Frank Episale is an editor, writer, educator, and theatre artist living and working in Brooklyn. He holds a BFA from New York University, an MA from the University of Hawaiʻi at Mānoa, and an MPhil from the Graduate Center of the City University of New York. This is his (infrequently updated) blog. He's pretty google-able, if you'd like to know more.

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On Trayvon

The fact that the jury was likely correct in their decision makes the situation worse, not better. If this were a rogue jury who hadn't weighed the evidence or understood the law, there would be an easier, more digestible kind of anger and heartbreak.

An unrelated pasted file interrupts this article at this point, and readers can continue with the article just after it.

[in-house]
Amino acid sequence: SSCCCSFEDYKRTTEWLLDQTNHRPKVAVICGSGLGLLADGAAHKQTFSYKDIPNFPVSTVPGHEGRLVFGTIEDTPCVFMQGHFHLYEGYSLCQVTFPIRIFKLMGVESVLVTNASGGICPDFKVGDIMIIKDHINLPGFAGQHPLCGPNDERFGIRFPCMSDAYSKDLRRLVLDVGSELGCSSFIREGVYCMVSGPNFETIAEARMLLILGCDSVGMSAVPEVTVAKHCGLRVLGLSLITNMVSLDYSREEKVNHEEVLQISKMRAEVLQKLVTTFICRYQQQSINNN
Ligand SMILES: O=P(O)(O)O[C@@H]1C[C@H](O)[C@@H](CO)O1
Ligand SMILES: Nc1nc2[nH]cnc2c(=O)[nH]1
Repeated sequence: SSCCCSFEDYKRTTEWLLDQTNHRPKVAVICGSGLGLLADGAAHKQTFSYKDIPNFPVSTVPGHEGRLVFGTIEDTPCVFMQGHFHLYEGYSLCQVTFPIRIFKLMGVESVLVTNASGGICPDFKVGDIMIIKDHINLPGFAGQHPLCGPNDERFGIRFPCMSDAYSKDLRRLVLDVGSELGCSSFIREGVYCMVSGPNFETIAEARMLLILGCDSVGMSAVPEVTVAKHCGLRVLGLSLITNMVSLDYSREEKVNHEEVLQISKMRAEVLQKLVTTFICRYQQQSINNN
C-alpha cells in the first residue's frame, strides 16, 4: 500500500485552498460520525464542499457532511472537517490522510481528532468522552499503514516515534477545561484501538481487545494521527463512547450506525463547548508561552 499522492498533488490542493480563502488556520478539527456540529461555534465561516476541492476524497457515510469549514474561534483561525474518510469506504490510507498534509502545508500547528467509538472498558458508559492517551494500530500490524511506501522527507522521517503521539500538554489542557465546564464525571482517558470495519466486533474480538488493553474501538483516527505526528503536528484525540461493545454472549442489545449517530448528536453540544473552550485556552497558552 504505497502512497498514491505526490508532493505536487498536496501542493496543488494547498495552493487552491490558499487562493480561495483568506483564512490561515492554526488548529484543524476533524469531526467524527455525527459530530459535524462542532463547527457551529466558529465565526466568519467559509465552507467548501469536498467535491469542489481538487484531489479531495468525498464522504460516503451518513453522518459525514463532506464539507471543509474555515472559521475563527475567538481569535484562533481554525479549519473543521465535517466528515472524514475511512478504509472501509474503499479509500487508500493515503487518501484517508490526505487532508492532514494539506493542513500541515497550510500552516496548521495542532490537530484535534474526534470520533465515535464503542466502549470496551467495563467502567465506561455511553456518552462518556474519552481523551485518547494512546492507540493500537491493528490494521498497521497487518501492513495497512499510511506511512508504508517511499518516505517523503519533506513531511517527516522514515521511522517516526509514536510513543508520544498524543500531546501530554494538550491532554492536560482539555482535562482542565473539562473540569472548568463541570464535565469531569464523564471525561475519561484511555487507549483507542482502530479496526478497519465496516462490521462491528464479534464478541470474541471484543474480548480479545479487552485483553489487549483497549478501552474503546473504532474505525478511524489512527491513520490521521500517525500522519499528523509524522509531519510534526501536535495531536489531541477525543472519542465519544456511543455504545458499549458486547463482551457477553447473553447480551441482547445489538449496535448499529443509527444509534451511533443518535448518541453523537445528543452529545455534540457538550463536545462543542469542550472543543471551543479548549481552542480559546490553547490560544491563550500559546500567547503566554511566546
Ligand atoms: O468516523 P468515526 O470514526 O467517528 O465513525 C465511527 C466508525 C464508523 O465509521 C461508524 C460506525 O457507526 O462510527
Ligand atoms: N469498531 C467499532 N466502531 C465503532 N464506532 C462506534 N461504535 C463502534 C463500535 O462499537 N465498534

Instead, we have to look at the larger issues that made the acquittal inevitable: a culture that put a gun in Zimmerman's pocket and fantasies of vigilantism in his head; a police dispatcher who said, "we don't need you to do that" when he started to follow Trayvon instead of saying, "Stop. Get back in your car. And let us handle it"; a legal framework that considers firearms reasonable tools of "self-defense" against fists, and that presumes the "winner" of a deadly confrontation to have been defending himself while not acknowledging that the victim was trying to do the same; and an atmosphere in which any young black man walking down a sidewalk at night is viewed as a threat instead of greeted as a neighbor.

Revenge fantasies about Zimmerman and rage at the jury are distractions from the underlying issues. Yes, honor Trayvon. Yes fight for change. But no: don't wish for or encourage more violence. Our culture of fear, violence, and retribution is the problem, not the solution.

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